Introduction: My Dad has
Alzheimer’s. Presently my sister and I are living in his house in
order to take care of him. We alternate but still, this is a
difficult job and needs to be balanced with our own lives. We don’t
want to place him in a full time living facility and I suspect we
probably couldn’t afford it anyway.
Is there some other option we have missed?
Care Managers: I would suggest
that you contact a care manager. For those of you unfamiliar with
this speciality, here’s the definition from the Connecticut
Community Care: “Care managers are experts in working with
individuals to identify their goals and locate the specific support
services that enhance well-being. When faced with the array of
choices and challenging decisions, care managers provide support to
find the best solutions.” Our office regularly refers people to care
managers and we have had great results in so doing.
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Adult Day Centers: That being
said, adult day centers can be an excellent solution but are often
overlooked. Here’s a message that I received from the George G.
Glenner Alzheimer’s Family Centers in San Diego (they have centers
in Encinitas, Hillcrest and Chula Vista).
“...we are a specialized adult day center specifically designed for
individuals with Alzheimer's or other forms of dementia. At $95 for
8 hours and $65 for 4 hours of care, we are arguably the most
cost-effective option for professional dementia care available....
Unfortunately, many overlook us as an option simply because they
don't know we are here yet we offer a valuable solution that allows
people with Alzheimer's to continue living in their homes while
still receiving the expert care they need during the daytime hours.
Our day centers also provide vital relief for overworked caregivers.
Lastly, as an important note, we are also a VA-contracted adult day
center and therefore accept VA benefits as a form of payment."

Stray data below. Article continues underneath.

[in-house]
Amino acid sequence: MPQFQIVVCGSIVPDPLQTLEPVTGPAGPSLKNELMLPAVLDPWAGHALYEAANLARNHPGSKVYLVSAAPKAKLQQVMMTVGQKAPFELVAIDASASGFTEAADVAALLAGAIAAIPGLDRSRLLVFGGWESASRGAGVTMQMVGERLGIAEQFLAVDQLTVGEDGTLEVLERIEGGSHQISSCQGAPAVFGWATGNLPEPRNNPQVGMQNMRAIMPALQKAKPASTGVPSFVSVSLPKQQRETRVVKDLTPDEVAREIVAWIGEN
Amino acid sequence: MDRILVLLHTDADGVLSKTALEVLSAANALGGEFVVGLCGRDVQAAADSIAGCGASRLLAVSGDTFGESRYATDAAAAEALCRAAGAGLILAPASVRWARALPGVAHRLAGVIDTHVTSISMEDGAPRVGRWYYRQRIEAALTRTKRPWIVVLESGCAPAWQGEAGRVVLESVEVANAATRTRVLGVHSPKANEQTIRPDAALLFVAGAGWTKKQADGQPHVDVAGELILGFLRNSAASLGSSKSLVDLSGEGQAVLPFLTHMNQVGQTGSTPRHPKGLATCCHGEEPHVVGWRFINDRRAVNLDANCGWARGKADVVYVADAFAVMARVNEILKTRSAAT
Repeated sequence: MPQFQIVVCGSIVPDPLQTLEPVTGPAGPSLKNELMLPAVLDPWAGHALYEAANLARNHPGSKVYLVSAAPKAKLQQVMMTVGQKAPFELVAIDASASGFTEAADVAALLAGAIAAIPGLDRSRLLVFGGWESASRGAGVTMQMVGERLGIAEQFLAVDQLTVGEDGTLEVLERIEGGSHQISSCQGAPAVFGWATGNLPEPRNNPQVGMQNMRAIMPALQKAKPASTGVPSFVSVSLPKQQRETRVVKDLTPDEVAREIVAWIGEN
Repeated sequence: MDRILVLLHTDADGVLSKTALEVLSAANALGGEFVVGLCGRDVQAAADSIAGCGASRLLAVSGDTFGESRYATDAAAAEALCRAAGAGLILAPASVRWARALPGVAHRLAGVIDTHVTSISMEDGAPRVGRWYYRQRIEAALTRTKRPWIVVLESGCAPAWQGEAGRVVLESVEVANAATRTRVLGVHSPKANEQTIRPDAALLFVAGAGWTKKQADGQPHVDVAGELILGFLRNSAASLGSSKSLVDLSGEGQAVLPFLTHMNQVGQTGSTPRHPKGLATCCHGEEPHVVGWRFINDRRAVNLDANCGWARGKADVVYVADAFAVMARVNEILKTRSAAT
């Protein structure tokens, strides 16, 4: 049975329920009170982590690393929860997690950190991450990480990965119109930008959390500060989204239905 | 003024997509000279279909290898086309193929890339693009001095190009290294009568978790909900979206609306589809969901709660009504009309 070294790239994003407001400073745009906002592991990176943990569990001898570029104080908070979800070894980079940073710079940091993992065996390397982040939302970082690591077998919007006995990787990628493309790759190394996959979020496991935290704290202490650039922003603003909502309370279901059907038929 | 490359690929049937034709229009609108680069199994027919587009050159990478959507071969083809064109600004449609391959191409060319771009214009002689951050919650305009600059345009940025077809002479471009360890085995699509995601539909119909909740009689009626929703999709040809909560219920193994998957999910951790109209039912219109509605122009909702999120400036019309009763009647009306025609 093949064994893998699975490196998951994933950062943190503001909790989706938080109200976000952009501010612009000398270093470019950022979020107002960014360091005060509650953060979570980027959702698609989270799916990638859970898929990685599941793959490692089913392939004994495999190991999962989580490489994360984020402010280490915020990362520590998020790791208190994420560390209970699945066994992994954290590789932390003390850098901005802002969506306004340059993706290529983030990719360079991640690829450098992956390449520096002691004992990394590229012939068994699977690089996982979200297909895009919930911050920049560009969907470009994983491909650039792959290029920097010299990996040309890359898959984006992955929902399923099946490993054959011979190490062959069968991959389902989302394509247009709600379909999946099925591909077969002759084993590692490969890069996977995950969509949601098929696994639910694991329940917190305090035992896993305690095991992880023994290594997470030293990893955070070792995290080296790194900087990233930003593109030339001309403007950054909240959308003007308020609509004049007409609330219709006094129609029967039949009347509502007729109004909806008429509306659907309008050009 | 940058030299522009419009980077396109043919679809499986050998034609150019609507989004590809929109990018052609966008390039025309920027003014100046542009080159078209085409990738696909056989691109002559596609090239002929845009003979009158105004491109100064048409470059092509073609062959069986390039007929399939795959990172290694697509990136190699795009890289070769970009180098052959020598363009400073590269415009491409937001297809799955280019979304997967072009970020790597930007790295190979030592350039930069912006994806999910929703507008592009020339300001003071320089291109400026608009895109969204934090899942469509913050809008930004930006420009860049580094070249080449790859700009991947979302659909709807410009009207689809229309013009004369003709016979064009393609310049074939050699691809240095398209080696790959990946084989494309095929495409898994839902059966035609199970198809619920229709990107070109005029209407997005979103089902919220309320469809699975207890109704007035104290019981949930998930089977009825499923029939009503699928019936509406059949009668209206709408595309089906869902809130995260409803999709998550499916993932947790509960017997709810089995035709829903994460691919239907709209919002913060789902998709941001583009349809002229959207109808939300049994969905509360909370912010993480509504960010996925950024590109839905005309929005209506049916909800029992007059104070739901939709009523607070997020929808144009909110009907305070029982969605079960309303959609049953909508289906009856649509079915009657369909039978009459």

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Disclaimer: Please keep in mind that
our firm does not inspect nor certify day centers (or, for that
matter, any other organizations). So it is important to do your own
homework. Here’s an article that I wrote many years ago regarding
a nursing home. Some of its content should be applicable. Also,
remember, care managers should have a handle on appropriate
facilities for your loved one. (back to top)
VA & Medi-Cal Benefits:
That paragraph about being a VA-contracted adult day center is
something to think about if you believe you cannot afford care for
your loved one. There are options to help with the costs including
VA benefits and Medi-Cal. If your loved one is a veteran or was
married to a veteran,
he/she might qualify for benefits. And whether or not veteran
status was involved,
some cases care can be covered by Medi-Cal. We work with a lot
of families on getting them eligible for these programs. (That’s
right, just because you are not eligible to begin with does not mean
you can’t become eligible.) (back to top)
Conclusion: Please be proactive like
Loving Daughter and don’t be a person who just thinks “nothing can
be done.” There is almost always something that can be done, at
least while there is still money left. After that, indeed, there may
be nothing that can be done. (back to top)